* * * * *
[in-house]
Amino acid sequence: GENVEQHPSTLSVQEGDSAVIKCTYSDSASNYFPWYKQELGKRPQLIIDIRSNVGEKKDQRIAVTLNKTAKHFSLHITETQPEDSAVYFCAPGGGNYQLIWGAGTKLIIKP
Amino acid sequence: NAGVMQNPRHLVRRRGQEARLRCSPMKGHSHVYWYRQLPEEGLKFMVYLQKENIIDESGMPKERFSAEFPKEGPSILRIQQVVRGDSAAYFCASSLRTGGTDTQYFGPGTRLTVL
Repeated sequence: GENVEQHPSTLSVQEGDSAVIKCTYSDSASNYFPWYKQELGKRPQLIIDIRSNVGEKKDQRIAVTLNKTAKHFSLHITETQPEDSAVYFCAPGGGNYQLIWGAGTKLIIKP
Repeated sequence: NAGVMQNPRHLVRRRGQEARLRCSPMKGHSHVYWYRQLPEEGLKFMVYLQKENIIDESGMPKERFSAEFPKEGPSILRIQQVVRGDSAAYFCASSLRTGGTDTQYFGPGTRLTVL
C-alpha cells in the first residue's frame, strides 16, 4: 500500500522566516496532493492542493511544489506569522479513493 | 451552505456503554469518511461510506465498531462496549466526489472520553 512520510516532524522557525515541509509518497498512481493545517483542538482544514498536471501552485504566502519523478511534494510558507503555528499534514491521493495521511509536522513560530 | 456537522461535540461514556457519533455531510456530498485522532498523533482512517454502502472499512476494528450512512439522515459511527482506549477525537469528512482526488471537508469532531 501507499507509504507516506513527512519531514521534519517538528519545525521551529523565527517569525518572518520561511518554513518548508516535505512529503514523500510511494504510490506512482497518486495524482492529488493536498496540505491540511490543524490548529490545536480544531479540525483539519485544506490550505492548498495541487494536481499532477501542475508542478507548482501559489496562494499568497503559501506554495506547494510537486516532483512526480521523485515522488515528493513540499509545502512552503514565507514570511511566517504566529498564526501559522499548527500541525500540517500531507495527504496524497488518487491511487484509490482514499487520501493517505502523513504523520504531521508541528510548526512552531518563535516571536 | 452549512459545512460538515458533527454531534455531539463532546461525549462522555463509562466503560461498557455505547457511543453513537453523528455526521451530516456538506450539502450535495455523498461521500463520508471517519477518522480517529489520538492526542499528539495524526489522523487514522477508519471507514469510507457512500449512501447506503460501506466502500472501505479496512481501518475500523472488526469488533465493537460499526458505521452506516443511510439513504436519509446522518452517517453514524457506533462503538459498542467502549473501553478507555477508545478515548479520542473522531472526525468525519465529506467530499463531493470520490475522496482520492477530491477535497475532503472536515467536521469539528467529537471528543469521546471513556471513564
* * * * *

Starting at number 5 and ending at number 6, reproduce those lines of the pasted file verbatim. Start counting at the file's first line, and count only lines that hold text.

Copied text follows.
Repeated sequence: NAGVMQNPRHLVRRRGQEARLRCSPMKGHSHVYWYRQLPEEGLKFMVYLQKENIIDESGMPKERFSAEFPKEGPSILRIQQVVRGDSAAYFCASSLRTGGTDTQYFGPGTRLTVL
C-alpha cells in the first residue's frame, strides 16, 4: 500500500522566516496532493492542493511544489506569522479513493 | 451552505456503554469518511461510506465498531462496549466526489472520553 512520510516532524522557525515541509509518497498512481493545517483542538482544514498536471501552485504566502519523478511534494510558507503555528499534514491521493495521511509536522513560530 | 456537522461535540461514556457519533455531510456530498485522532498523533482512517454502502472499512476494528450512512439522515459511527482506549477525537469528512482526488471537508469532531 501507499507509504507516506513527512519531514521534519517538528519545525521551529523565527517569525518572518520561511518554513518548508516535505512529503514523500510511494504510490506512482497518486495524482492529488493536498496540505491540511490543524490548529490545536480544531479540525483539519485544506490550505492548498495541487494536481499532477501542475508542478507548482501559489496562494499568497503559501506554495506547494510537486516532483512526480521523485515522488515528493513540499509545502512552503514565507514570511511566517504566529498564526501559522499548527500541525500540517500531507495527504496524497488518487491511487484509490482514499487520501493517505502523513504523520504531521508541528510548526512552531518563535516571536 | 452549512459545512460538515458533527454531534455531539463532546461525549462522555463509562466503560461498557455505547457511543453513537453523528455526521451530516456538506450539502450535495455523498461521500463520508471517519477518522480517529489520538492526542499528539495524526489522523487514522477508519471507514469510507457512500449512501447506503460501506466502500472501505479496512481501518475500523472488526469488533465493537460499526458505521452506516443511510439513504436519509446522518452517517453514524457506533462503538459498542467502549473501553478507555477508545478515548479520542473522531472526525468525519465529506467530499463531493470520490475522496482520492477530491477535497475532503472536515467536521469539528467529537471528543469521546471513556471513564